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2D and 3D finite element models, based upon LEFM, have been used to predict the tensile stress distribution along the centreline of adhesively bonded and weld-bonded T-peel joints. It is postulated that there are three separate stages of fatigue growth from a defect within a peel joint: initially embedded and slowest growth within the interior of the bond region followed by a faster phase of growth when the defect breaks out at an exterior surface of the joint and the final stage, which occurs significantly quicker (within at least an order of magnitude fewer fatigue cycles), where the defect advances through the complete length of the peel joint. It is evident from both the numerical and experimental results that joint failure occurs quickly after visible detection of a defect at the exterior surface of a joint. The amount of adhesive in the fillet region is also seen to have a direct influence on the strength of a T-peel joint.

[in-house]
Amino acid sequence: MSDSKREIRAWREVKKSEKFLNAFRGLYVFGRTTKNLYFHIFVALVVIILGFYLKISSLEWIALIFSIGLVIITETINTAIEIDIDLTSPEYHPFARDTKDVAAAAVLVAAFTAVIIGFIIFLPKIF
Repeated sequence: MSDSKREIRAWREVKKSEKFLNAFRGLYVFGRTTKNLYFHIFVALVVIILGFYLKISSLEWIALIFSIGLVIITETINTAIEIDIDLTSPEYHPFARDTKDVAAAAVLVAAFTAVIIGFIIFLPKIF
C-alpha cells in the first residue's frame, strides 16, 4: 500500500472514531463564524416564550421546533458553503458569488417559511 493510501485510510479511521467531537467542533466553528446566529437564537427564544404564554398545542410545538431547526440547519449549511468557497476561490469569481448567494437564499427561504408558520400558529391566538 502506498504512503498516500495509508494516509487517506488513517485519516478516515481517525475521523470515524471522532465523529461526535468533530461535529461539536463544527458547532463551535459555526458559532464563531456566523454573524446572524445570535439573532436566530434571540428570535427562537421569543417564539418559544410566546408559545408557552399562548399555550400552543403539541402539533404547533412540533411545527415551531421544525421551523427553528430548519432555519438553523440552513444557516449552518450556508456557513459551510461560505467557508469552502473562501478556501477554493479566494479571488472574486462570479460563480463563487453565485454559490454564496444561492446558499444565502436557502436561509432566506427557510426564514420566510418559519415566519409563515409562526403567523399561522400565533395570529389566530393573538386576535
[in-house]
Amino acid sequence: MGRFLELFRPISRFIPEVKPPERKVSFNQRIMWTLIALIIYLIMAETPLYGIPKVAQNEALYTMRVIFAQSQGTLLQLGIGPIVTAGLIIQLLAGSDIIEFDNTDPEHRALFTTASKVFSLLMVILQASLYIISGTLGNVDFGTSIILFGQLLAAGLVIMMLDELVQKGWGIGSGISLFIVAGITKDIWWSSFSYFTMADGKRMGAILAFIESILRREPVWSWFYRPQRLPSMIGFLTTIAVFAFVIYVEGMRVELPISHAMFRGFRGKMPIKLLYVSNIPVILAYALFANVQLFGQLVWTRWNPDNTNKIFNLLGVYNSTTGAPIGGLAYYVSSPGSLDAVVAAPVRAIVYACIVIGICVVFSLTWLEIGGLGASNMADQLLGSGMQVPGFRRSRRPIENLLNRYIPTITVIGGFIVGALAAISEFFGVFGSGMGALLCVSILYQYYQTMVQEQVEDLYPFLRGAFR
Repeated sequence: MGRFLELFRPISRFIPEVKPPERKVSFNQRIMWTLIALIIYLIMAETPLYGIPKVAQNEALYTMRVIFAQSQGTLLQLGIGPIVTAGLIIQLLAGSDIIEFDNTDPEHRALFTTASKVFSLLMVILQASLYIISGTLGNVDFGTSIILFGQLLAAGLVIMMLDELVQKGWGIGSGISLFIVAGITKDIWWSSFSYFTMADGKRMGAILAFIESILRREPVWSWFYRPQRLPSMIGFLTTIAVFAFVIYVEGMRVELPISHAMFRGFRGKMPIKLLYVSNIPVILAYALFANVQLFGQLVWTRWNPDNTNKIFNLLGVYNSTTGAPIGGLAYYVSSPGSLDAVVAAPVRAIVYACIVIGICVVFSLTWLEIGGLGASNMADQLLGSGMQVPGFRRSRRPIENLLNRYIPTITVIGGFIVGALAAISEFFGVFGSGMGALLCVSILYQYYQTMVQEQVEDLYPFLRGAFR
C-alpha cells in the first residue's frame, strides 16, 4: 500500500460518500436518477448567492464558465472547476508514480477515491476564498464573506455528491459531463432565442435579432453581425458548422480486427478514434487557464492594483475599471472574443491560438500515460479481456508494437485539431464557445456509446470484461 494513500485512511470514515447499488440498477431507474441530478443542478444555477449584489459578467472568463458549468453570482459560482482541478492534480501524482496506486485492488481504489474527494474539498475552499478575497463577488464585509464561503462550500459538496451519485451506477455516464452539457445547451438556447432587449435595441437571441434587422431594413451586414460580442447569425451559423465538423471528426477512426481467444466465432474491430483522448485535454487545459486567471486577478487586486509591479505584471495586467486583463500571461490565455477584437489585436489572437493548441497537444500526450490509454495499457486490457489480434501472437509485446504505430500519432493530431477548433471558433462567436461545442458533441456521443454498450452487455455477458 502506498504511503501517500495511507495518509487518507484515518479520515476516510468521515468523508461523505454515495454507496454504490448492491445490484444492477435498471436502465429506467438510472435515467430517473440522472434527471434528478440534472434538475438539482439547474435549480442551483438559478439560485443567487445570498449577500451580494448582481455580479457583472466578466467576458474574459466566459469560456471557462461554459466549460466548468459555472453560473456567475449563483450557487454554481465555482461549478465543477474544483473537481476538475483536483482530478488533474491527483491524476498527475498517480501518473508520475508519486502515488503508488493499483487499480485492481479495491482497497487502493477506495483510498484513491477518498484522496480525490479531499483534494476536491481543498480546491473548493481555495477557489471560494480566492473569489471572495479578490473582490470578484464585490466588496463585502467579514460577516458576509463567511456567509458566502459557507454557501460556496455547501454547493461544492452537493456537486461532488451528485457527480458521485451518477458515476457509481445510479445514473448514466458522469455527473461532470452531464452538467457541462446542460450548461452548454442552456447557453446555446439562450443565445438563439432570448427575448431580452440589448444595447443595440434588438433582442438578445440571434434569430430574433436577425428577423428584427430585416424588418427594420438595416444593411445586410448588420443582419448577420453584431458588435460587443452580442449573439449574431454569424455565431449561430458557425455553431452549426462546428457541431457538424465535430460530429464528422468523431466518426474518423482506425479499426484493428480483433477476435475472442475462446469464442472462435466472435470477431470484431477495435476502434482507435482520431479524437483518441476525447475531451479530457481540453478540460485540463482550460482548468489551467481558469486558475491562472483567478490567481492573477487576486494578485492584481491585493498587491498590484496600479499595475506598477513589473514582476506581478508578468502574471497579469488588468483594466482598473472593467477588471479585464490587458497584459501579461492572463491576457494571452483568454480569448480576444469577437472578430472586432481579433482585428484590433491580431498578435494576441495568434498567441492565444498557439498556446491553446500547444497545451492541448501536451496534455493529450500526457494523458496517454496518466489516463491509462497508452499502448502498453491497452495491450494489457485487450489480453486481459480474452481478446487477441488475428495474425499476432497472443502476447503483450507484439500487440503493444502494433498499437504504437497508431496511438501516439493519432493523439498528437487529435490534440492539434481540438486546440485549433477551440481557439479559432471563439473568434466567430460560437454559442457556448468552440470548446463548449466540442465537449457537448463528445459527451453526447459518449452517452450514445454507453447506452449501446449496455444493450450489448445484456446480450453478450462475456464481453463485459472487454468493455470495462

finite element method (FEM), linear elastic fracture mechanics (LEFM), T-peel joint, aluminium, adhesive bonding, weld-bonding, strength, fatigue, life prediction
Research Fellow, Imperial College of Science, Technology & Medicine, London,
Professor, The University of Sheffield, Sheffield,